In recent years, mortgage rates and home equity rates have been at a historic low. However, interest rates for other types of debt (credit cards, student loans, auto loans) have not always followed suit. It can be tempting to borrow against your home equity to pay off higher-interest debt, but is this a good idea? What should you consider?
What is a home equity loan? A home equity line of credit?
- A home equity loan (HEL) is a lump sum of money lent to you based on the value of your home -- similar to a mortgage.
- A home equity line of credit (HELOC) is also based on the value of your home, but instead of a lump sum, you will receive a revolving line of credit -- much like a credit card.
Both HELs and HELOCs have specific qualification requirements. One requirement is that the homeowner have at least 20% equity in the home. Many other lenders require that the homeowner have a good to excellent credit score.
These loans do not require that the funds withdrawn be used to make home improvements; because of this, many consumers use these loans to pay off high-interest credit card debt, auto loans, student loans, or other debt.
What should you consider when deciding to take out a HEL or HELOC?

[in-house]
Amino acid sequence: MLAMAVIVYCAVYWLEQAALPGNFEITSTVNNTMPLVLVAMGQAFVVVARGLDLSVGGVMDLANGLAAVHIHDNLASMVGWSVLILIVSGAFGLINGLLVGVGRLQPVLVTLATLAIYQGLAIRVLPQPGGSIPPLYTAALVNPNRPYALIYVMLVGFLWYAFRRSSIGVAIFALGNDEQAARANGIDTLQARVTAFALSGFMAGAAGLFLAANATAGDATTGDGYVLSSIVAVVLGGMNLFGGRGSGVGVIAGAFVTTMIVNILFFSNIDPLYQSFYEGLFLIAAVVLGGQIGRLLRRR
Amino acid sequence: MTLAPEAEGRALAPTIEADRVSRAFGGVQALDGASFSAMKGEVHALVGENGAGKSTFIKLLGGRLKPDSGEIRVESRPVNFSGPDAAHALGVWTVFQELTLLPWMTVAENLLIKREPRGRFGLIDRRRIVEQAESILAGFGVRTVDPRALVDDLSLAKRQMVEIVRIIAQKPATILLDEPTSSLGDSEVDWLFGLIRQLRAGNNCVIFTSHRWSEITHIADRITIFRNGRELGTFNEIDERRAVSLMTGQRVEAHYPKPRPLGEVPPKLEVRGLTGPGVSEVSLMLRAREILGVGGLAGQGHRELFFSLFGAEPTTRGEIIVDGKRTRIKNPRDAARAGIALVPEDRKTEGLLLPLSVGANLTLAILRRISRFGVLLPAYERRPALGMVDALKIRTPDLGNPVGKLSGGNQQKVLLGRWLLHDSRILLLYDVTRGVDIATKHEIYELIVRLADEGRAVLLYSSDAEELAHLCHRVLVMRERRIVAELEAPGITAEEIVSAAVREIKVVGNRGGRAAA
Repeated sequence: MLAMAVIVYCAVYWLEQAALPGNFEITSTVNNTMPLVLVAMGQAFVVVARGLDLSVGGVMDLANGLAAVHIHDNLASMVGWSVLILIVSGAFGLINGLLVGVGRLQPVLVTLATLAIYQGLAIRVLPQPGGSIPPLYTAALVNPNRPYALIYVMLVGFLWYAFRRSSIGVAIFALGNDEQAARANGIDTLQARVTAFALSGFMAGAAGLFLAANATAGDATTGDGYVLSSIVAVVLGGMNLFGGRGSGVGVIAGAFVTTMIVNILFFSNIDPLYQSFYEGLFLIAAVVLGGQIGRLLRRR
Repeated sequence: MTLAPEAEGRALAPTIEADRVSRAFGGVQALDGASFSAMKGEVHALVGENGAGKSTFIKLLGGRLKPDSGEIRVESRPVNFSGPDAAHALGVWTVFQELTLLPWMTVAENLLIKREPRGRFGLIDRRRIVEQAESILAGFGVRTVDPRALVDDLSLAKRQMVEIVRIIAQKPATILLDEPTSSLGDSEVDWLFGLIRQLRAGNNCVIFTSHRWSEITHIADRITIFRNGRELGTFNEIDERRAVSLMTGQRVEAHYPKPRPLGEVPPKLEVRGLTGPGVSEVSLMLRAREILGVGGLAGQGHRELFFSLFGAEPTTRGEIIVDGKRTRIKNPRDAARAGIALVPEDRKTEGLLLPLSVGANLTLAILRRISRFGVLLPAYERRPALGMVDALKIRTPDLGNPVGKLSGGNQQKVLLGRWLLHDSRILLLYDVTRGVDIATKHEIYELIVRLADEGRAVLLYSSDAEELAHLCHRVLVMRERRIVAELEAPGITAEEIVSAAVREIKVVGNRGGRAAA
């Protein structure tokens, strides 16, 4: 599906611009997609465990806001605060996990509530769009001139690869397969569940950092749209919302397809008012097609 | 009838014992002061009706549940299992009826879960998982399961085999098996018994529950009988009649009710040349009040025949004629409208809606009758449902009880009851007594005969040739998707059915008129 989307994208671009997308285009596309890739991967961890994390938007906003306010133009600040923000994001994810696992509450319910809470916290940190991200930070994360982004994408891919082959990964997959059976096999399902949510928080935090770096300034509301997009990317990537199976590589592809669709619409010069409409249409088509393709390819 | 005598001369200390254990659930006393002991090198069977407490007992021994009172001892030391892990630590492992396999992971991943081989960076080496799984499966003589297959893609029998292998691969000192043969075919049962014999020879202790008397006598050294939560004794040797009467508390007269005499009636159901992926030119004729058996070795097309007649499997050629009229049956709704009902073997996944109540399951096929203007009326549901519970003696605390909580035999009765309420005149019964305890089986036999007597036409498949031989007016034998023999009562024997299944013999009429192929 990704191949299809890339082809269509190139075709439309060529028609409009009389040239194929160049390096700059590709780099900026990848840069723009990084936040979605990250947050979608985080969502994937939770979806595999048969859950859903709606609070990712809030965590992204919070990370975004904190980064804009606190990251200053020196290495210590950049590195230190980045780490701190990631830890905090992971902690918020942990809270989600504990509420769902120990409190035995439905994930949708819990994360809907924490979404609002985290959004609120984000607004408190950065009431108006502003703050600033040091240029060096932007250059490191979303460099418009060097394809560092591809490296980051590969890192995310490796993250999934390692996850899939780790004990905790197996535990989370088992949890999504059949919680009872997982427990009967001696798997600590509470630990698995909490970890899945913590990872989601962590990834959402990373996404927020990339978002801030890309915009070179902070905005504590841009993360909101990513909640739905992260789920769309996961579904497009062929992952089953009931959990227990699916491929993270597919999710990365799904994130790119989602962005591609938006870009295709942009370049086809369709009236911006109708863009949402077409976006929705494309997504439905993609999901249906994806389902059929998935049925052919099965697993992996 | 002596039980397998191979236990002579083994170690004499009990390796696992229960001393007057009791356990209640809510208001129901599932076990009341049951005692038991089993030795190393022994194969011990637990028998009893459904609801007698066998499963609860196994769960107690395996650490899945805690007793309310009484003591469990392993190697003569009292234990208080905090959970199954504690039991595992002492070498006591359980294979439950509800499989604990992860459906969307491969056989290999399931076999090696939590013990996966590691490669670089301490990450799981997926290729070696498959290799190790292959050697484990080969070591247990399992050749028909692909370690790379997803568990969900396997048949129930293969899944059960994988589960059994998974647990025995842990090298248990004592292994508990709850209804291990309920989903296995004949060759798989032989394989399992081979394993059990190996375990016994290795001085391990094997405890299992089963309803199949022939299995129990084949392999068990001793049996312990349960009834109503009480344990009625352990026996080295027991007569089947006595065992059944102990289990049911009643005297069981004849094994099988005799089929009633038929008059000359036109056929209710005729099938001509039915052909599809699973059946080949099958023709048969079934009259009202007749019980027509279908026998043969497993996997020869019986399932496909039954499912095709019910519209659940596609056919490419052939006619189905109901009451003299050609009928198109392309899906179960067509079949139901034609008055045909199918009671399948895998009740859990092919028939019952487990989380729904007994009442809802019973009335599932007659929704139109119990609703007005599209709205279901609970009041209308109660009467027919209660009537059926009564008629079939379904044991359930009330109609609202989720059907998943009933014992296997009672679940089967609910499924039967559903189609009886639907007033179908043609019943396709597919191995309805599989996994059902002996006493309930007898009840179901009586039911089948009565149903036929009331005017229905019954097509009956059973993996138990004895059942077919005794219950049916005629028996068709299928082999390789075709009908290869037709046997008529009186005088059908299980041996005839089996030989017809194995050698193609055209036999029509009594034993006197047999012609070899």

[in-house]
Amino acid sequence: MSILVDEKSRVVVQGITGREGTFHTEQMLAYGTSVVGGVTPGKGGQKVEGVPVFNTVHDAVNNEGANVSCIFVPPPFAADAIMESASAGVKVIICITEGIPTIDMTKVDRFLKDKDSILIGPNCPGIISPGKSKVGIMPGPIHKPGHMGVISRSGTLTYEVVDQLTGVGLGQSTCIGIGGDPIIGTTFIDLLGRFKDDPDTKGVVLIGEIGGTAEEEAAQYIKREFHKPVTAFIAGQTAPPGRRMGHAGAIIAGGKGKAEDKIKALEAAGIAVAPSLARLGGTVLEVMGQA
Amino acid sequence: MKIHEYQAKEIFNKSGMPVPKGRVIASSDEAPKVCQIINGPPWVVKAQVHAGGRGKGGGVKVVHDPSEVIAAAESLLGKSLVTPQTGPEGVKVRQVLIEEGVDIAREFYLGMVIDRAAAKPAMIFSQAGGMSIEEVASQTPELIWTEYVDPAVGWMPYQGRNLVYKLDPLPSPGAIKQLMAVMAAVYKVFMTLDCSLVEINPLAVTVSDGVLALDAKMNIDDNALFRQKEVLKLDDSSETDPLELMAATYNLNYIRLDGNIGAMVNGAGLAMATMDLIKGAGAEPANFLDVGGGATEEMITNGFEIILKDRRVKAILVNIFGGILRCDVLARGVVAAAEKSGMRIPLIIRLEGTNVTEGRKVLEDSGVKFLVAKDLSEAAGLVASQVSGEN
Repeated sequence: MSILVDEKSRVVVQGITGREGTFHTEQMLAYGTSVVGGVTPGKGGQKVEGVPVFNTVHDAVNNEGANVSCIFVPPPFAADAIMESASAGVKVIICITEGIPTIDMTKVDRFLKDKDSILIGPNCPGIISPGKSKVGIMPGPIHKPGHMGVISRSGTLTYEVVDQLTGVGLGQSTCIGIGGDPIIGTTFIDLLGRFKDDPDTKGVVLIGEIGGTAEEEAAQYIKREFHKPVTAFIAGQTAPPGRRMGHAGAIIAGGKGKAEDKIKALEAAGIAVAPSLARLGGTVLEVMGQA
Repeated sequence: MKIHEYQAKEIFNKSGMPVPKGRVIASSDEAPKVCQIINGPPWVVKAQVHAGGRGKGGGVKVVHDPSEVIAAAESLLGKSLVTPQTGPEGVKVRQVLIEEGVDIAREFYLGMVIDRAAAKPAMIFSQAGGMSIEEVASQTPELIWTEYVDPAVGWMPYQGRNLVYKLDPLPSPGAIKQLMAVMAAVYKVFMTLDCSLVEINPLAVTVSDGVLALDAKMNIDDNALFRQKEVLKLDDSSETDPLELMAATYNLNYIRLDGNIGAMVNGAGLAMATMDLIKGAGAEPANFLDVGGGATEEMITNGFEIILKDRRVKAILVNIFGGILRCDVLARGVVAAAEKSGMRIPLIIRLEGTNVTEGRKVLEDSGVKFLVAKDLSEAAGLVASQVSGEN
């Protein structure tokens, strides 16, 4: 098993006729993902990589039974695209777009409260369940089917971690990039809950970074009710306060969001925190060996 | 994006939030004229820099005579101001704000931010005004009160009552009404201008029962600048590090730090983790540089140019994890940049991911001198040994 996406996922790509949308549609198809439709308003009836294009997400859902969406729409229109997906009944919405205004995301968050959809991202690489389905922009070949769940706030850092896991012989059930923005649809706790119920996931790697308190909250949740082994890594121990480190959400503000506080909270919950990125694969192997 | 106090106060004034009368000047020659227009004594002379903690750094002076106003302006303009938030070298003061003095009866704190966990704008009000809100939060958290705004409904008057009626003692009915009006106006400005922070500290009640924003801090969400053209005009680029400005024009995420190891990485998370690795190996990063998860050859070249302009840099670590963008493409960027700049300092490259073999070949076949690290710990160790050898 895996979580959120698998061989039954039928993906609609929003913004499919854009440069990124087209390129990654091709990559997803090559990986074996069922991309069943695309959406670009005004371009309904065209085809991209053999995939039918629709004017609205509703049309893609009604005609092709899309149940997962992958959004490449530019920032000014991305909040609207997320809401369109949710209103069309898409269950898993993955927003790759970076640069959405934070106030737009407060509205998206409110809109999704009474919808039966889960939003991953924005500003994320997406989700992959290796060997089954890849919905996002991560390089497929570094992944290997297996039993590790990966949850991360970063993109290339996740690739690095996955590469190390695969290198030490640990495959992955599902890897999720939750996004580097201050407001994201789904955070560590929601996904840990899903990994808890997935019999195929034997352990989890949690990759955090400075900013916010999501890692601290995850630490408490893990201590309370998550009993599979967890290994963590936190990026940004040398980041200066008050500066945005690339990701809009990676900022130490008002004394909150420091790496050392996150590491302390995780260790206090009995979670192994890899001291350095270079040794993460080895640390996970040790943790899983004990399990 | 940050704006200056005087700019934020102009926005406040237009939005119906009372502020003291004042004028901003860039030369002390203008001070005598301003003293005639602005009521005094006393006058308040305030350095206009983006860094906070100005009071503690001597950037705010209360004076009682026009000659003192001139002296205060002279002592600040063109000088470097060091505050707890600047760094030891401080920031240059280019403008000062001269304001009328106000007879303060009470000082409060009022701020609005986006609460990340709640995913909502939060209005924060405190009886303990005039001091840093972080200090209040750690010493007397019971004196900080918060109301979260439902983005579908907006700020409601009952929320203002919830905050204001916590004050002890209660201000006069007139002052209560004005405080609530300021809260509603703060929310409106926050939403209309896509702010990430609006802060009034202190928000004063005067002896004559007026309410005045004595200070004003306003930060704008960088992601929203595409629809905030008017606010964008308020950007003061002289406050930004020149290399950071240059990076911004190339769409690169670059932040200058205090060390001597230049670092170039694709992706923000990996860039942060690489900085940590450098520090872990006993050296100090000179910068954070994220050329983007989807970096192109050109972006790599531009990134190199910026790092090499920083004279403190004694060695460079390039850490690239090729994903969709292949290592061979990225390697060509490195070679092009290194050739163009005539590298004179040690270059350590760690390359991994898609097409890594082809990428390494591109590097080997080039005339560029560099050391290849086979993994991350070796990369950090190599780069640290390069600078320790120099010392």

There are a few important factors to keep in mind before banking on your home's equity to pay off other debts.
- What is the source of the debt? Will it continue to accrue? If you're paying off credit card bills that were the result of overspending, how do you plan to avoid similar situations in the future? If you're paying off medical bills, has the medical issue been resolved?
- What is the interest rate of the debt you plan to pay off? It doesn't make financial sense to pay off low-interest debt with higher-interest debt, so if you can't find a home equity rate that is less than the interest rate of your current debt, you may want to look into other options.
- What are the minimum payments on the HEL or HELOC? Can you afford them?
- Can the debt you plan to pay off be discharged in bankruptcy? If so, it may be worth investigating a Chapter 7 or Chapter 13 as an option before borrowing against your home. Debt such as student loans, which can be discharged only under very extreme circumstances, may be a better candidate for payoff than other types of debt.
Above all, keep in mind that by taking out a HEL or HELOC, you are putting your home on the line -- don't take out more than you can afford to repay. For more information, visit sites like http://www.firstmortgagecompany.net.